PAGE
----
Tyson appeared to be invincible, and few opponents lasted past the first round. Still, he lost the world heavyweight title to James “Buster” Douglas Douglas, Buster on February 11, 1990, in Tokyo, Japan, in one of the biggest upsets in boxing history. Douglas was considered an 11-to-1 underdog. Following this defeat, Tyson’s boxing career began to decline.

Tyson’s personal life, outside the ring, included his marriage in 1988 to actor Robin Givens, which ended in divorce after three months, and a conviction in 1992 for raping an eighteen-year-old beauty contestant, for which Tyson was sentenced to three years in prison. Tyson attempted a boxing comeback in 1995, succeeding with impressive victories over Peter McNeeley and Buster Mathis, Jr.

On November 9, 1996, the highly anticipated bout between Tyson and Evander Holyfield Holyfield, Evander took place at the MGM Grand Hotel in Las Vegas. Holyfield dominated all aspects of the fight. Tyson was knocked out in the eleventh round, his image of invincibility shattered. Nevertheless, he received $30 million for the fight; Holyfield received $11 million. The stage was set for a rematch on June 28, 1997. In one of the most bizarre events in boxing history, Tyson was disqualified in the third round for biting Holyfield’s ears, even severing a part of the right ear and spitting it out onto the canvas. Following the contest, the Nevada State Athletic Commission revoked Tyson’s boxing license, and he was fined.

Tyson’s boxing career continued to spiral downward. In the fight with Lennox Lewis on June 8, 2002, Tyson was knocked out in the eighth round. His final boxing bout took place on June 11, 2005, against Kevin McBride. McBride, Kevin Tyson lost the bout by technical knockout. Following this fight, Tyson announced his retirement from boxing. His boxing career posted fifty wins (forty-four by knockout), six losses, and two no contests.

Significance

Mike Tyson is considered by many boxing fans to be one of the top heavyweight boxers of all time. He will be remembered for his power and fearlessness and his historic bouts against world-class boxers such as Holmes, Smith, Thomas, Douglas, and Holyfield.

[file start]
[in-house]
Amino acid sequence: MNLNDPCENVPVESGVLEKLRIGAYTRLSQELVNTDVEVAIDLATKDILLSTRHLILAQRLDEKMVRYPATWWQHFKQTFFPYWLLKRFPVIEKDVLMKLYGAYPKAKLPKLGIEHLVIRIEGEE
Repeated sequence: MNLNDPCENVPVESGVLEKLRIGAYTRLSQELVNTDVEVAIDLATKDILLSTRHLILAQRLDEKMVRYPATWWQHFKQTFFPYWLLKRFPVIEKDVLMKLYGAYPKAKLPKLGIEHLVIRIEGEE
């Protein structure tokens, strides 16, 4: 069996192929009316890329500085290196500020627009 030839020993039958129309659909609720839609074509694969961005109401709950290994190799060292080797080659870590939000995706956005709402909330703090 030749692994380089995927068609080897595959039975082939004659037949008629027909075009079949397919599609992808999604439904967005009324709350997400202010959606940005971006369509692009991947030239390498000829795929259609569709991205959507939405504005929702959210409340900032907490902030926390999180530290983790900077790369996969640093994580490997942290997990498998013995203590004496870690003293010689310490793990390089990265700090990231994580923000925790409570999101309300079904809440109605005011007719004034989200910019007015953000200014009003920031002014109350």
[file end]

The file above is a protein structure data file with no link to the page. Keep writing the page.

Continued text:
Tyson will also be remembered for his anger and rage, both inside and outside the ring. The boxing community will forever recall the two Holyfield-Tyson boxing matches, particularly the second bout, in which an outmatched Tyson lost his composure and, frustrated, bit off a piece of Holyfield’s ear. This event marked the low point in Tyson’s boxing career. During his career, Tyson won millions of dollars in the ring, yet, like many professional heavyweight boxers before him, he declared bankruptcy during the latter stages of his career. Sports;boxing Boxing

Further Reading
  • citation-type="booksimple"

    xlink:type="simple">Ashe, Arthur R., Jr. Hard Road to Glory: The African American Athlete in Boxing. New York: Amistad, 1988. Excellent historical analysis of the achievements of African American boxers.
  • citation-type="booksimple"

    xlink:type="simple">Hoffer, Richard. “Feeding Frenzy.” Sports Illustrated, July 7, 1997, 32-38. Overview of the second Tyson-Holyfield fight. Illustrated with photographs.
  • citation-type="booksimple"

    xlink:type="simple">_______. “Real Deal.” Sports Illustrated, November 18, 1996, 28-37. Captures the first Tyson-Holyfield fight. At thirty, Tyson was attempting to make a comeback to professional boxing.
  • citation-type="booksimple"

    xlink:type="simple">Lindsay, Andrew. Boxing in Black and White: A Statistical Study of Race in the Ring, 1949-1983. Jefferson, N.C.: McFarland, 2004. Comparative statistical analysis of boxing records (wins and losses) of black and white boxers.
  • citation-type="booksimple"

    xlink:type="simple">Sugar, Bert Randolph. The One Hundred Greatest Boxers of All Time. New York: Routledge, 1984. Provides a complete overview of the boxing accomplishments of the top hundred boxing legends.